The massive citizen-led food and ration drives during lockdown is an iterative indicator that people trust people. PM has also launched Corona Relief fund where funds are not even trickling. The Government launched Ehsaas programme, under BISP, which was redirected to cater to emergency cash transfer and food-ration provision to the people affected by the lockdown. The need for Ehsaas programme was elaborated by the Special Advisor to the PM at national media. The core of her argument was that BISP is being cheated by the people hence Ehsaas is a cleaner version. The need for institutional transparency was to ensure that there are no inclusion errors, i.e. those who are not poor but are on the beneficiary list. We did see a few hundreds of government servants being taken off from the list as well. There was a reassurance that data analytics would be used to ensure that the system is not abused. 

Yes, we do believe that analytical data will have ‘systemic abuse protection’ feature. But how does the Ehsaas programme comply with the need for ‘transparency’ by ensuring a focus on exclusion errors? i.e. poor who did not make it to the beneficiary list. What do we do with a marginalized group of people, more women of-course, who are being discriminated for not being literate, digitally literate and not having digital access i.e. smartphone and internet to access Ehsaas? How could we let people queue up for hours – during COVID-19- to be enrolled?  From a social protection lens, it failed to answer what happens if a citizen has gone through the Ehsaas/BISP assessment and fails to make it as a beneficiary list? Cans/he appeal and how would they do that? Is there an option to find the marginalized through analytics?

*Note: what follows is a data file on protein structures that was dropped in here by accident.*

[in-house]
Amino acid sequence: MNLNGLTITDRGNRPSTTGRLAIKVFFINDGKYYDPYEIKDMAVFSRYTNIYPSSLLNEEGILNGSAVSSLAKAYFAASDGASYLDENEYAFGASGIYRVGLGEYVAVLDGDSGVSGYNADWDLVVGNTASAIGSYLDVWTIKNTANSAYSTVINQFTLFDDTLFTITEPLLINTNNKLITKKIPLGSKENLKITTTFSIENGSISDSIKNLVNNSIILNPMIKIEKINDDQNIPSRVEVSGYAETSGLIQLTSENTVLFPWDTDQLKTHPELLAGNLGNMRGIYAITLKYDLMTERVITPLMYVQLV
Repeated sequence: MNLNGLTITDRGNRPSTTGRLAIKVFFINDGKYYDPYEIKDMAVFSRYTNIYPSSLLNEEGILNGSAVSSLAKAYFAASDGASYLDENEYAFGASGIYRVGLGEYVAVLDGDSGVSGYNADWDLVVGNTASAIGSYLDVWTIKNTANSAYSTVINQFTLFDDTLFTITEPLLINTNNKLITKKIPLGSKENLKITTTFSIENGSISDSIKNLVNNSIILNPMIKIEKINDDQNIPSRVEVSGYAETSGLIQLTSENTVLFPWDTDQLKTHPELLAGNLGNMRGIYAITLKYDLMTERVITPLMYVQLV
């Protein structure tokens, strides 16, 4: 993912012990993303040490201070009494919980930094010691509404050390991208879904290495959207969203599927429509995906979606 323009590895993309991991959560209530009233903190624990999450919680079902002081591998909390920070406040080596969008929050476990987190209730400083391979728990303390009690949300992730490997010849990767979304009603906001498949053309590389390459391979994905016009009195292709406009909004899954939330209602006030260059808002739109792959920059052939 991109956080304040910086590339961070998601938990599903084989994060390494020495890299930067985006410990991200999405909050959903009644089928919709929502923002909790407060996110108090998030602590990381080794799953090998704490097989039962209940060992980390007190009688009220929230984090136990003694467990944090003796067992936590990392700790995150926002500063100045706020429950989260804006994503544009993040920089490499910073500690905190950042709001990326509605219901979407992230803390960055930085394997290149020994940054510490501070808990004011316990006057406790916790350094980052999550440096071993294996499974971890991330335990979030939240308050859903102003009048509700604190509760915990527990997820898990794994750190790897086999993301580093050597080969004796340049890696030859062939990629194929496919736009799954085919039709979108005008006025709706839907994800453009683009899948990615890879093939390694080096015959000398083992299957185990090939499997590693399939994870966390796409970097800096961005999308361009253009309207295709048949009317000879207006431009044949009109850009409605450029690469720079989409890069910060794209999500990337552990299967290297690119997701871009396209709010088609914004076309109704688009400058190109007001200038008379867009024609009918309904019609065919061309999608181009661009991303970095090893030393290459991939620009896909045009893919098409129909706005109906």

It remains a fact that no government, country or leader in the world was either prepared or positioned to handle the pandemic. Yet we have loads of success stories having a common denominator of leadership – unity of command and clarity of messaging. For Pakistan, it has to start with the government getting its act together and stop the knee jerk reactions which have created confusion and chaos.  

If the government really believes the Pakistani lives matter, then, it should prioritise the following: having a short, medium- and long-term strategy to handle COVID-19, inclusive politics on the issue, acknowledging the professional efforts of the medical care workers and doctors and recognize them as role models, clear and consistent media engagement for consistent precaution and protection messaging i.e. dispelling rumours by advice on the virus from health professionals, abide by lockdowns and that it’s a long haul to the recovery process, cooperate with the police in lockdown and implementation of SOPs to be taken as mandatory.

No country can be self-respecting or just if the government starts labelling its own citizen as Chor or play the blame game in a deficit of responsibility while facing an existential governance crisis. What Pakistan needs is a leader who can strengthen institutional response by putting aside individualistic glory. What we need is the PM that promised millions around the country, a Pakistan that is built on self-respect, has the welfare of citizen at heart and delivers on justice for all.

Can we get him/her, please?

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Naya Daur